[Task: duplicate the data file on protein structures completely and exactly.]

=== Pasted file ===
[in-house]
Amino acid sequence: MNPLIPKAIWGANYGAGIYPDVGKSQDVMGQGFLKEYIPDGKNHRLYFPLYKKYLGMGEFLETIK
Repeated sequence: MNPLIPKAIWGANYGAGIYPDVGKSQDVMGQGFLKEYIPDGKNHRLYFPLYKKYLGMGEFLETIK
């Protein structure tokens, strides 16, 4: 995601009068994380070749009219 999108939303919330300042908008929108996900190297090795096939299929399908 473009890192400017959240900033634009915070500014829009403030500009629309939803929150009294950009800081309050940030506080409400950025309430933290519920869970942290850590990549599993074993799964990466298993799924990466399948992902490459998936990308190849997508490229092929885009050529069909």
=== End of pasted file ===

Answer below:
[in-house]
Amino acid sequence: MNPLIPKAIWGANYGAGIYPDVGKSQDVMGQGFLKEYIPDGKNHRLYFPLYKKYLGMGEFLETIK
Repeated sequence: MNPLIPKAIWGANYGAGIYPDVGKSQDVMGQGFLKEYIPDGKNHRLYFPLYKKYLGMGEFLETIK
């Protein structure tokens, strides 16, 4: 995601009068994380070749009219 999108939303919330300042908008929108996900190297090795096939299929399908 473009890192400017959240900033634009915070500014829009403030500009629309939803929150009294950009800081309050940030506080409400950025309430933290519920869970942290850590990549599993074993799964990466298993799924990466399948992902490459998936990308190849997508490229092929885009050529069909």